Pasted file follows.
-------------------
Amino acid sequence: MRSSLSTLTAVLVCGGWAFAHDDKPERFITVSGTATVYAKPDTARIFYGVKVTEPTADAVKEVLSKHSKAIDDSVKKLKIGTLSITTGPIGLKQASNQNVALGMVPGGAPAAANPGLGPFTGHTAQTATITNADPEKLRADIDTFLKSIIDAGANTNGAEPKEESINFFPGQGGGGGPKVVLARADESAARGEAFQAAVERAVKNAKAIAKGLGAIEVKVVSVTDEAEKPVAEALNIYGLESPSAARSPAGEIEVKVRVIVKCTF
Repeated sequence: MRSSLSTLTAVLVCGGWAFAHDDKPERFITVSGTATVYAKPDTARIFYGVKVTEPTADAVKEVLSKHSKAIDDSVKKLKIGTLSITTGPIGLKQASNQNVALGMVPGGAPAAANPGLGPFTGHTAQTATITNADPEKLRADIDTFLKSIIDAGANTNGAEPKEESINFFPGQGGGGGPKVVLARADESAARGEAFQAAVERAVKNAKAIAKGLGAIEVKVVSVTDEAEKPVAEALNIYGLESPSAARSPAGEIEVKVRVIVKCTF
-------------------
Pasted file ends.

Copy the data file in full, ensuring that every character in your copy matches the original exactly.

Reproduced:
Amino acid sequence: MRSSLSTLTAVLVCGGWAFAHDDKPERFITVSGTATVYAKPDTARIFYGVKVTEPTADAVKEVLSKHSKAIDDSVKKLKIGTLSITTGPIGLKQASNQNVALGMVPGGAPAAANPGLGPFTGHTAQTATITNADPEKLRADIDTFLKSIIDAGANTNGAEPKEESINFFPGQGGGGGPKVVLARADESAARGEAFQAAVERAVKNAKAIAKGLGAIEVKVVSVTDEAEKPVAEALNIYGLESPSAARSPAGEIEVKVRVIVKCTF
Repeated sequence: MRSSLSTLTAVLVCGGWAFAHDDKPERFITVSGTATVYAKPDTARIFYGVKVTEPTADAVKEVLSKHSKAIDDSVKKLKIGTLSITTGPIGLKQASNQNVALGMVPGGAPAAANPGLGPFTGHTAQTATITNADPEKLRADIDTFLKSIIDAGANTNGAEPKEESINFFPGQGGGGGPKVVLARADESAARGEAFQAAVERAVKNAKAIAKGLGAIEVKVVSVTDEAEKPVAEALNIYGLESPSAARSPAGEIEVKVRVIVKCTF